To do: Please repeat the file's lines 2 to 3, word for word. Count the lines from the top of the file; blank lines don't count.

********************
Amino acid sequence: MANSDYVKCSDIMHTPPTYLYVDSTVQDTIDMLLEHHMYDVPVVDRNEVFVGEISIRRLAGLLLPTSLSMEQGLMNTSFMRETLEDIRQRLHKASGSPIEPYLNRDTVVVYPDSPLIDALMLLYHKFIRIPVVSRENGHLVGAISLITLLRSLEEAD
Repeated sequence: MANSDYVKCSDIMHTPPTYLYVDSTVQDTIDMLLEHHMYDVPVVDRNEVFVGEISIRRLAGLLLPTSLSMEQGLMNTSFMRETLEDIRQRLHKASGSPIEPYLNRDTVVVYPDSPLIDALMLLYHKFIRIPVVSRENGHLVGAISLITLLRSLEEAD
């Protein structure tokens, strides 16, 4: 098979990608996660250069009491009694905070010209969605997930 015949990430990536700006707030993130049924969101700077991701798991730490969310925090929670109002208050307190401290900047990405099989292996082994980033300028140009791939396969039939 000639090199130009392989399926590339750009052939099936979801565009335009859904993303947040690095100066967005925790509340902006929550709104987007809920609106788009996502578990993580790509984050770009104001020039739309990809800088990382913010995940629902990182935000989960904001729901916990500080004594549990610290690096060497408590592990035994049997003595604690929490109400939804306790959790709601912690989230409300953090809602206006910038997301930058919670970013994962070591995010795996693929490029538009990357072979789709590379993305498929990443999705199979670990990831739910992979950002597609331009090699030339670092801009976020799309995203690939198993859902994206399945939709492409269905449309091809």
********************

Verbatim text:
Repeated sequence: MANSDYVKCSDIMHTPPTYLYVDSTVQDTIDMLLEHHMYDVPVVDRNEVFVGEISIRRLAGLLLPTSLSMEQGLMNTSFMRETLEDIRQRLHKASGSPIEPYLNRDTVVVYPDSPLIDALMLLYHKFIRIPVVSRENGHLVGAISLITLLRSLEEAD
């Protein structure tokens, strides 16, 4: 098979990608996660250069009491009694905070010209969605997930 015949990430990536700006707030993130049924969101700077991701798991730490969310925090929670109002208050307190401290900047990405099989292996082994980033300028140009791939396969039939 000639090199130009392989399926590339750009052939099936979801565009335009859904993303947040690095100066967005925790509340902006929550709104987007809920609106788009996502578990993580790509984050770009104001020039739309990809800088990382913010995940629902990182935000989960904001729901916990500080004594549990610290690096060497408590592990035994049997003595604690929490109400939804306790959790709601912690989230409300953090809602206006910038997301930058919670970013994962070591995010795996693929490029538009990357072979789709590379993305498929990443999705199979670990990831739910992979950002597609331009090699030339670092801009976020799309995203690939198993859902994206399945939709492409269905449309091809």